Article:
Chicago hospital shooting leaves four dead

Edited by Pavel Jacomino
2018-11-20 16:11:31

Law enforcement officials work near Mercy Hospital in Chicago, on November 19, 2018.  Photo: AP

Chicago, November 20 (RHC)-- A shooting rampage in the U.S. city of Chicago has led to four deaths, including the gunman and a responding police officer.  The shooting erupted on Monday afternoon at Chicago's Mercy Hospital after a domestic dispute between the gunman and his former fiancée, a doctor working at the hospital, turned violent, leading to her death in a parking lot.   "Then once she fell to the ground, he stood over her and shot her three more times,” said witness James Gray speaking to reporters.

Witnesses say the shooter then turned towards the hospital and started shooting randomly before exchanging fire with responding police officers inside the building, fatally shooting police officer Samuel Jimenez.  Another fatally shot victim has been reported to be a pharmaceutical assistant working at the center.

The recent hospital shooting is just the fourth mass shooting in the United States in about a month, notably including the killing of 11 Jewish worshipers at a synagogue in Pittsburgh, Pennsylvania on October 27, and about a dozen others killed in Thousand Oaks City, ten days later.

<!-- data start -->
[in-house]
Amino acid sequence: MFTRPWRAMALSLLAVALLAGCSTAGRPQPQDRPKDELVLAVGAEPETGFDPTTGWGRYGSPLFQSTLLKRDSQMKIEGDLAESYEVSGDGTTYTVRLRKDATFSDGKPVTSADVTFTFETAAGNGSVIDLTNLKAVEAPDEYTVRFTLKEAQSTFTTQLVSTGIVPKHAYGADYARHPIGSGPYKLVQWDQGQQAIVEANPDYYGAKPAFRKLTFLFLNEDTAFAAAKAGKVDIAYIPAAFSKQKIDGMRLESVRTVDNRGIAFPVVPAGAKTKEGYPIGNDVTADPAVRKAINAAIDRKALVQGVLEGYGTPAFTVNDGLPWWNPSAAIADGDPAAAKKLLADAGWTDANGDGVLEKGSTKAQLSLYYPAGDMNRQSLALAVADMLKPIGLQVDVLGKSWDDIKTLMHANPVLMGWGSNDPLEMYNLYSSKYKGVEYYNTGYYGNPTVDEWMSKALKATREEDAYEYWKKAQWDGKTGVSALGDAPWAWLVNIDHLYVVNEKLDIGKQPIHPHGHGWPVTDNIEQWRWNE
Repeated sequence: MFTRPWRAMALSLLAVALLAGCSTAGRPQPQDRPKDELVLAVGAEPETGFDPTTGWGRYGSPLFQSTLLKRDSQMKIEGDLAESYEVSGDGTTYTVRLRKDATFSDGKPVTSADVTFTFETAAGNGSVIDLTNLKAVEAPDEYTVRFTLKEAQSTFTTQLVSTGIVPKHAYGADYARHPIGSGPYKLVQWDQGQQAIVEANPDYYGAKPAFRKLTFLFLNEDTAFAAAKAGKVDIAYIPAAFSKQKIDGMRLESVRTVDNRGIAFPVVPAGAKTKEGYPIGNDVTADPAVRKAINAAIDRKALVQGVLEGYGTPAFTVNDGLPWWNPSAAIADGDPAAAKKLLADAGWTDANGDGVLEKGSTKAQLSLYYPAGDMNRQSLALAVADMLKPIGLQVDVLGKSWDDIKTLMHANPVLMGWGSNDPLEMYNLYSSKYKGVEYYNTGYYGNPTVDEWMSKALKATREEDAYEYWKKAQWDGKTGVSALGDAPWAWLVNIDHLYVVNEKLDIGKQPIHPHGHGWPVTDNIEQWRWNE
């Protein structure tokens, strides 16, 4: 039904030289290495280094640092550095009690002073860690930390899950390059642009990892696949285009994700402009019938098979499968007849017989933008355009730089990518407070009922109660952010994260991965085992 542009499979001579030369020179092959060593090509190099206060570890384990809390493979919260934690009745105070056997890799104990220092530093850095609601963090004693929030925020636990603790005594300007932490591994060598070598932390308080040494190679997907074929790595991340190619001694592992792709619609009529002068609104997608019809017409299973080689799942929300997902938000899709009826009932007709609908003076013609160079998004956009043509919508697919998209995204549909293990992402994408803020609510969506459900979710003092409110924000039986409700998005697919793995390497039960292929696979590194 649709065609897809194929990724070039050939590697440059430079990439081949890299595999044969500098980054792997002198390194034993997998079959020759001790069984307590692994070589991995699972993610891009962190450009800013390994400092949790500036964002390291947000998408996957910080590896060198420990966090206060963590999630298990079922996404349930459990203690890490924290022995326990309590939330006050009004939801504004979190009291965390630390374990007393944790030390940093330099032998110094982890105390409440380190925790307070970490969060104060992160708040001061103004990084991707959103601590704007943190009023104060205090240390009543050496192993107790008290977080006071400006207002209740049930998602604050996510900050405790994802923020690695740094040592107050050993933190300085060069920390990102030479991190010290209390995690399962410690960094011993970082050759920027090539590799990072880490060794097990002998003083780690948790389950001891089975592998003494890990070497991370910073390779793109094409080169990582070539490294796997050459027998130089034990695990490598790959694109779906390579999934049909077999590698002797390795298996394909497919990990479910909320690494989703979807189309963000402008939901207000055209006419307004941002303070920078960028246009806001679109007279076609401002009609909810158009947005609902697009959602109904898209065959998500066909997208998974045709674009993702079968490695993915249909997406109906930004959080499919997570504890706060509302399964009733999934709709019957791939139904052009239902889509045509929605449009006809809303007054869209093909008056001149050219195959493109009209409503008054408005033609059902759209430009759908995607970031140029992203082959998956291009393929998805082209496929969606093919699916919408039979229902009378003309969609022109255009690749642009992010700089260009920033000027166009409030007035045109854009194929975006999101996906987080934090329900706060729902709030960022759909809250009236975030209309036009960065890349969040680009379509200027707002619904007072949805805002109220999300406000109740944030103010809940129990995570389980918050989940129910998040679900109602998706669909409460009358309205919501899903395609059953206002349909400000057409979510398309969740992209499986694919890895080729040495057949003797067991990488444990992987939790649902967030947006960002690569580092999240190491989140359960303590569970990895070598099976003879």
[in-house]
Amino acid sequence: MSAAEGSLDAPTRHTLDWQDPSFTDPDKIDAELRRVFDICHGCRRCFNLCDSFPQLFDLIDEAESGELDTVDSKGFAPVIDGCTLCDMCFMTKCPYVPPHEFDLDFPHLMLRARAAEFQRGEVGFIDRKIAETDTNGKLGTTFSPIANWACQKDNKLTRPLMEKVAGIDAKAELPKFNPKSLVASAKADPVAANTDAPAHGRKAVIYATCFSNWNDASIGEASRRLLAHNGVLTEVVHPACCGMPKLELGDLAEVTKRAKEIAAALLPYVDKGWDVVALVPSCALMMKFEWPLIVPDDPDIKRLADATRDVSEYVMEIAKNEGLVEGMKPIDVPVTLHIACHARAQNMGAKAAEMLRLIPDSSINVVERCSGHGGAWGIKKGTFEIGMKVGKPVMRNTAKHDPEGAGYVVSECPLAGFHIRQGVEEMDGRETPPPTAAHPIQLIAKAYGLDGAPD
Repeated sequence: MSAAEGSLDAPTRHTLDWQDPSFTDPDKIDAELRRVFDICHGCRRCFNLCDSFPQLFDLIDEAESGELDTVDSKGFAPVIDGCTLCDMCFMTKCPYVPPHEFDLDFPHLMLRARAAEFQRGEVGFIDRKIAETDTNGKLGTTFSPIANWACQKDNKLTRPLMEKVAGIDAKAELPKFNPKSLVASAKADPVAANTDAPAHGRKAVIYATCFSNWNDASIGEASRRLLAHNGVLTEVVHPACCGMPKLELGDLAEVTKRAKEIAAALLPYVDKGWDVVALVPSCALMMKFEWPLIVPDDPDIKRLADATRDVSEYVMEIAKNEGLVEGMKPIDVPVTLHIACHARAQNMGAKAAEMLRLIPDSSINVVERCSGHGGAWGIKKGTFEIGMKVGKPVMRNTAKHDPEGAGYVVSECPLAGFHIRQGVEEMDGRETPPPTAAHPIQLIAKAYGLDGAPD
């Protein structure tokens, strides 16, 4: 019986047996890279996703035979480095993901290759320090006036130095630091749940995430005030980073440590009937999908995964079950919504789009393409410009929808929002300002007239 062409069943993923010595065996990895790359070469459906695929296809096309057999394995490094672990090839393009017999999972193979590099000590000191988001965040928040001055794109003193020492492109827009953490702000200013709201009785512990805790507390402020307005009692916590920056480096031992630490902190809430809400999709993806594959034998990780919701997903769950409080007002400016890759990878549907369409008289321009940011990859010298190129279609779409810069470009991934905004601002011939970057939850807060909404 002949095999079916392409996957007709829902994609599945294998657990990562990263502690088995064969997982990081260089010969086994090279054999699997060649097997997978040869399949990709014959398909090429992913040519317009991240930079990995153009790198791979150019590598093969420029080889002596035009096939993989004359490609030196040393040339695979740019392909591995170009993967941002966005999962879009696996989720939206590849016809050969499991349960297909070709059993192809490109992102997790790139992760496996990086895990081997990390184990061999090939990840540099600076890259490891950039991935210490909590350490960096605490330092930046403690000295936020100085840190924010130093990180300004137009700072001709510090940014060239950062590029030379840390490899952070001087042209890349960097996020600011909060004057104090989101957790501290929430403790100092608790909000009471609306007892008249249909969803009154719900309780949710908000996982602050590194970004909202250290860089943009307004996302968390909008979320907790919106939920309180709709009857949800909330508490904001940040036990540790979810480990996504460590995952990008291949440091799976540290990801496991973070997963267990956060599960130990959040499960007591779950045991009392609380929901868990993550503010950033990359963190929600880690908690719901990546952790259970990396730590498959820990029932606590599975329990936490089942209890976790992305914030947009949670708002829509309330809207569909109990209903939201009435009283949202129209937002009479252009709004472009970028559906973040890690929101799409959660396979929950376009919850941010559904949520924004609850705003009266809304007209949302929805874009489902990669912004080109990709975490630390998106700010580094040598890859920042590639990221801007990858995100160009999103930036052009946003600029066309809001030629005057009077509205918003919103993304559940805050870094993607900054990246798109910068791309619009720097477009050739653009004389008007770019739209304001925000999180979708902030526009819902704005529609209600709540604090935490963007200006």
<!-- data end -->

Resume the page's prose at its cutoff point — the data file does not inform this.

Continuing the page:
There have been 307 mass shootings in the U.S. so far this year, new data shows.  The United States loses around 33,000 people to gun violence anually. Additionally, more than 100,000 people are shot each year in the country at a total cost of $45 billion, according to a study published in the Health Affairs journal.

The issue of gun violence has become all the more polarizing under President Donald Trump, a Republican whose presidential campaign was funded partially by the National Rifle Association (NRA).  Trump has been reluctant to address the growing issue in his speeches and following several high-profile mass shootings in the country.   However, faced with mounting pressure, the president agreed earlier this year to sign a $1.3 trillion spending bill that included modest improvements to background checks for gun sales and grants to help schools prevent gun violence.


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